My knees have both already lost their menisci and my shoulders crunch with the slightest movement. My left ankle tendons are tearing up my leg too - I can feel that, but like a child hiding a visit to the cookie jar, I am hiding that fact from others, and worse, myself.

I am so scared, and like EDS, there is no cure for that.

Sunday, October 10, 2010

Put down the computer and be kind IRL

Today is a beautiful day. It's warm in October, the birds are chattering, squirrels are preparing for winter and pups are happy in the yard.

On these days, it's easy to forget that there are people struggling for all of the things we can take for granted. Just a few simple suggestions on how you can make someone's day:

- Handwrite a card to your grandparents, it will mean the world.
- Pay for someone's coffee.
- Smile at a stranger.
- Offer to carry an elderly person's groceries to their car.
- Tell your kids how proud you are of them.*
- Fill your bird feeders.
- Share your abundant garden.
- Kiss your significant other for just a bit longer than normal.
- Call your mother.
- Take a bouquet of garden flowers to a nursing home, and ask them to give them anonymously to a lonely resident.
- Thank a military serviceperson.
- Rake leaves for someone else.

It is the simple and inexpensive acts of kindness that the world needs. Not more words, expensive gifts of jewelry, huge showy displays or unfulfilled thoughts or promises to help someone 'later' or 'sometime.'

Get off the computer and head into real life - be a blessing to others. Your simple act of kindness may just change their day.

If you care to join me, I'm off to have coffee with a man showing his support for World Homelessness Day by just observing people go about their Sunday at Starbucks in Highland. He was a former high-powered marketing executive who has spent many nights sleeping in his car, going hungry and feeling hopeless and lonely through experiencing homelessness firsthand. Health issues compounded his experience. I plan to do as many things on my list today that my body will allow. The rest will have to wait until tomorrow.


*One of the saddest things I have ever witnessed was a former boss of mine, who had never been told by his father that he was proud of him until he was in his 30's. He came in my office with tears streaming down his face, he was so happy. No child should ever have to wait thirty years for simple words of love.

Monday, October 4, 2010

Throwing John in My Nest

WARNING: This post makes references to social media. If you are not a Twitter person, please continue reading for content. If you are a fellow Tweep, consider checking these folks / events out. We are a pretty welcoming lot. Just don't try to sell us stuff.


I love that social media has introduced me to many amazing and talented people, with skill sets I may never have otherwise encountered in my daily life.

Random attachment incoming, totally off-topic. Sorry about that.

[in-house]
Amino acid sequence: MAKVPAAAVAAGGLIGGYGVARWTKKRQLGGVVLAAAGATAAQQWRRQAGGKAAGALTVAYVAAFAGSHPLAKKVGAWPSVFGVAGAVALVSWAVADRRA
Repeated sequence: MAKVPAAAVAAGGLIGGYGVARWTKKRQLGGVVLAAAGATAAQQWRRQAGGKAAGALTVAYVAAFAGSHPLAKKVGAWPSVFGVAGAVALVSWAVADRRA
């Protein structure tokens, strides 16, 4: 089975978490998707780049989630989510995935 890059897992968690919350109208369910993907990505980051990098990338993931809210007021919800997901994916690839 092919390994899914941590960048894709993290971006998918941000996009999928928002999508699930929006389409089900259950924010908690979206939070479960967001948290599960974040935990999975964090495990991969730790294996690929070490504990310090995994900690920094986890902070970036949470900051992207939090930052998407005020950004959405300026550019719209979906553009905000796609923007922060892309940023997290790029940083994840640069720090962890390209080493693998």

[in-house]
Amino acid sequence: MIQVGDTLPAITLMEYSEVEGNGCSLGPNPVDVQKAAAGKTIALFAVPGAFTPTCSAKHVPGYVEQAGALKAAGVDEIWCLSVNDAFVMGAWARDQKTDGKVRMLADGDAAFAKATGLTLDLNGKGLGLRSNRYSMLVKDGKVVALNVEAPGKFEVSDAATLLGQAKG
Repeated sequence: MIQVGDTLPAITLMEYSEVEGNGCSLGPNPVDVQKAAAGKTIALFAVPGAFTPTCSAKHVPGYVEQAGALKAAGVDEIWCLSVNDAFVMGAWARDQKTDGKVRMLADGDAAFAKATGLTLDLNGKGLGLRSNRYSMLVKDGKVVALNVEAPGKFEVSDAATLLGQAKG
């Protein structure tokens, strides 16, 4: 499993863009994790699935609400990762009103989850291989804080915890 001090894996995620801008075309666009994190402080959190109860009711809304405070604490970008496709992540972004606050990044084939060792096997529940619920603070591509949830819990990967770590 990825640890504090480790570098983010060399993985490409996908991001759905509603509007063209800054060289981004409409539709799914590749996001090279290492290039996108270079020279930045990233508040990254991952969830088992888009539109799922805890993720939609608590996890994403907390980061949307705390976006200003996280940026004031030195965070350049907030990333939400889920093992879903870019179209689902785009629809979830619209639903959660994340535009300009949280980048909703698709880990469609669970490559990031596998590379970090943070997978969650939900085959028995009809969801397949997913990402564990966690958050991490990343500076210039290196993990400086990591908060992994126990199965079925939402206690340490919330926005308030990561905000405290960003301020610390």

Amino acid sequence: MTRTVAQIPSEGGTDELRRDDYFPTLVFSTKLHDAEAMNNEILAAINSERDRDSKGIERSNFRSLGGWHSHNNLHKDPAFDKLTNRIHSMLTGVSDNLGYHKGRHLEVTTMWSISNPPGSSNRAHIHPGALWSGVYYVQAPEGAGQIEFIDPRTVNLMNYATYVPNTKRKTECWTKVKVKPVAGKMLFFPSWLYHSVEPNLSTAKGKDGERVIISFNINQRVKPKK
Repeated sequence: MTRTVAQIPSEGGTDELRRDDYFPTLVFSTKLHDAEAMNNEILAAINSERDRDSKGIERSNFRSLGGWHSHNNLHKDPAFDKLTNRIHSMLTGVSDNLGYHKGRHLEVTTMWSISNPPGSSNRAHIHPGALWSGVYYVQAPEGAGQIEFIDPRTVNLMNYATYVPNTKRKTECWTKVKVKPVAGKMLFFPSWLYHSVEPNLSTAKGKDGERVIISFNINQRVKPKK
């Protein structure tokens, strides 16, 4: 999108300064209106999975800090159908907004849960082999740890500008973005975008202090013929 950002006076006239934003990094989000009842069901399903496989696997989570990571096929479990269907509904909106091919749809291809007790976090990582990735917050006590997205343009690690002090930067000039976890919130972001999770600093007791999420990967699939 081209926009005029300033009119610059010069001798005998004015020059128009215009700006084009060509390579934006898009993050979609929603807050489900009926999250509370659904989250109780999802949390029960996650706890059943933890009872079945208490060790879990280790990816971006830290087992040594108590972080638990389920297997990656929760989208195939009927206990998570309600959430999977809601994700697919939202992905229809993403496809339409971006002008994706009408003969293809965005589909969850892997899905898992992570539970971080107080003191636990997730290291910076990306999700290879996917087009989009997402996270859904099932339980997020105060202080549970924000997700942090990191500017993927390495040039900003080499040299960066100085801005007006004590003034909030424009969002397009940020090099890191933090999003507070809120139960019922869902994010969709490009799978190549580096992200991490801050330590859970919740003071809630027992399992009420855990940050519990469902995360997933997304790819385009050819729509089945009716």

One of these people is @JBlaska. After a fantastic conversation at #stptweetup with the delightful @grandciel about health, healing, and how we are just reaching the tip of the iceberg in our knowledge, we asked one another about acupuncture. Neither of us had tried it, nor knew much about it. We vowed to keep our Twitter-eyes open.

I no more returned to my seat, and John introduced himself. We did the usual pleasantries, and I discovered lo and behold that John had traveled the world to study with the best of the best Tibetan and Chinese practitioners of Eastern medicine.

My luck with Western medicine was proving to be more of a medicate-and-wait-for-the-next-thing-to-tear-apart, then see if they can be braced, injected or operated upon. Four surgeries - more, actually, if you count the five c-spine epidurals - one pending with this wicked ankle, more cortisone shots than I can count in my hands and elbows, a brace collection that would rival that of a linebacker, and a medication list that literally has me on a first-name basis with the pharmos over at CVS... Western was doing me no real proactive favors.

The next day, John emailed me a casual "thanks for chatting"-type note with a basic reminder of who he was. Nice. Email or written, thank you notes get my attention.

Now, I'm not a big believer in that The Secret chickie. She's a tad too kooky-dook for my taste, but I digress... Meeting John was serendipitous. Maybe even coincidence.

"God feeds all sparrows, but he doesn't throw seed in the nest." He threw John in my nest, and I needed that extra push to make the call and check it out.

I have said it before, but in case it got missed: the goal of this blog is to spare even one person the frustration and pain that this rare disorder has brought into my life. If someone five years from now sees themselves and says - "Hey! That's me!" and can get diagnosed earlier, more quickly and without being told it's all in their head, it's worth it.

Transparency on the table, this is not an overt or covert ad for John and his business. However, three weekly visits later and there seems to be a reduced constant "haze" or aura of pain 24 hours a day. Migraine sufferers know what I am talking about. Anyone who has ever bonked their funny bone knows, too. This EDS pain is like that, and never goes away. It's neurological pain, baby, that sh*t sticks with you, until you medicate so heavily that it's a drug haze. Either way, it's zombietown.

Whether it is the acupuncture (totally painless, by the way), the heat light, the pure relaxation, or the comfort John provides in his utterlyfantasticallywonderouslyamazing knowledge of the human body, it HAS helped. Plus, the cozy and peaceful office is a 180 from the cold, sterile brightness of a traditional doctors' lair.

Maybe it's that, or a combination of things. Don't know, don't care. The percocet bottle will hopefully remain in it's little hutch today. It ain't magic, folks. Just because a method of healing was discovered thousands of years ago by people who look and live differently than we do, doesn't negate the validity.

Well, I am hopping off my soapbox and heading to the kitchen to *stand* (yay!) and make some bread and some dinner. When standing long enough to cut some veggies totals you out for the day, being able to cook and move on is a gift.

Secret? Whateves. I think it's John.


Not paid, not requested, not even approved. Here is my biased recommendation if you are in pain: or follow @evrspringliving or @ JBlaska on Twitter.